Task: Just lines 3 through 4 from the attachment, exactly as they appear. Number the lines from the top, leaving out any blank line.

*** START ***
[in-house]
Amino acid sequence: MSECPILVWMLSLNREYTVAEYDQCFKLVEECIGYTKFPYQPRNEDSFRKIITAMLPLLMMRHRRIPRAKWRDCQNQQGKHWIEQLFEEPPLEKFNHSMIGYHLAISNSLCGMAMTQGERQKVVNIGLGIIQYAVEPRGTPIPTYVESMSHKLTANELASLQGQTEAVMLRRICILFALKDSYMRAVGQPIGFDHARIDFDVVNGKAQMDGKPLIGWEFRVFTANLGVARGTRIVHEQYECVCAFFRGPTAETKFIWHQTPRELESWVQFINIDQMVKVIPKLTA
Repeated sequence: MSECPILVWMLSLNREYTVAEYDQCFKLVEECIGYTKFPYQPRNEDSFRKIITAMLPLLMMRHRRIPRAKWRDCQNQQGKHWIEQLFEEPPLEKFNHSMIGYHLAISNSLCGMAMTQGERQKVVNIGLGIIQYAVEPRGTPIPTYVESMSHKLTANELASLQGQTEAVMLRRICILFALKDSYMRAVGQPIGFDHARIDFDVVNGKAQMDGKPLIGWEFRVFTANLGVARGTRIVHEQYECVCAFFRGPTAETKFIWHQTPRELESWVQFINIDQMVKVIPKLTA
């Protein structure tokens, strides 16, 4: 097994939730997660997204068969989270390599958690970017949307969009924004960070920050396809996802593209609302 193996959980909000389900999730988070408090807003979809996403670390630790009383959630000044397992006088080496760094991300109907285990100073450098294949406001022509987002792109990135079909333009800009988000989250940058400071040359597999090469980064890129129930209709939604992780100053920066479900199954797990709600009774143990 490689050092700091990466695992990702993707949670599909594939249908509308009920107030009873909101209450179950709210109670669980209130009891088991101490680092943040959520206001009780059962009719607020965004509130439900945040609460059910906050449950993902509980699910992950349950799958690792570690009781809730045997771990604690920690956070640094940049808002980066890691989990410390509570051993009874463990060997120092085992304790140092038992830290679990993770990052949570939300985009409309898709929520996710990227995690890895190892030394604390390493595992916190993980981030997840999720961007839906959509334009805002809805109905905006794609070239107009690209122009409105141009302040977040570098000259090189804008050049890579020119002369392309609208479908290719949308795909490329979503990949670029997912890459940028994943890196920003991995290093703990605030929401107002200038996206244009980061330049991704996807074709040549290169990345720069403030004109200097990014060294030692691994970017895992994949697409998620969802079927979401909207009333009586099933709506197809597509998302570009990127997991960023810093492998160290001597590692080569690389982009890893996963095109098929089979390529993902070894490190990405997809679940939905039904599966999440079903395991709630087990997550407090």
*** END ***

Repeated sequence: MSECPILVWMLSLNREYTVAEYDQCFKLVEECIGYTKFPYQPRNEDSFRKIITAMLPLLMMRHRRIPRAKWRDCQNQQGKHWIEQLFEEPPLEKFNHSMIGYHLAISNSLCGMAMTQGERQKVVNIGLGIIQYAVEPRGTPIPTYVESMSHKLTANELASLQGQTEAVMLRRICILFALKDSYMRAVGQPIGFDHARIDFDVVNGKAQMDGKPLIGWEFRVFTANLGVARGTRIVHEQYECVCAFFRGPTAETKFIWHQTPRELESWVQFINIDQMVKVIPKLTA
């Protein structure tokens, strides 16, 4: 097994939730997660997204068969989270390599958690970017949307969009924004960070920050396809996802593209609302 193996959980909000389900999730988070408090807003979809996403670390630790009383959630000044397992006088080496760094991300109907285990100073450098294949406001022509987002792109990135079909333009800009988000989250940058400071040359597999090469980064890129129930209709939604992780100053920066479900199954797990709600009774143990 490689050092700091990466695992990702993707949670599909594939249908509308009920107030009873909101209450179950709210109670669980209130009891088991101490680092943040959520206001009780059962009719607020965004509130439900945040609460059910906050449950993902509980699910992950349950799958690792570690009781809730045997771990604690920690956070640094940049808002980066890691989990410390509570051993009874463990060997120092085992304790140092038992830290679990993770990052949570939300985009409309898709929520996710990227995690890895190892030394604390390493595992916190993980981030997840999720961007839906959509334009805002809805109905905006794609070239107009690209122009409105141009302040977040570098000259090189804008050049890579020119002369392309609208479908290719949308795909490329979503990949670029997912890459940028994943890196920003991995290093703990605030929401107002200038996206244009980061330049991704996807074709040549290169990345720069403030004109200097990014060294030692691994970017895992994949697409998620969802079927979401909207009333009586099933709506197809597509998302570009990127997991960023810093492998160290001597590692080569690389982009890893996963095109098929089979390529993902070894490190990405997809679940939905039904599966999440079903395991709630087990997550407090």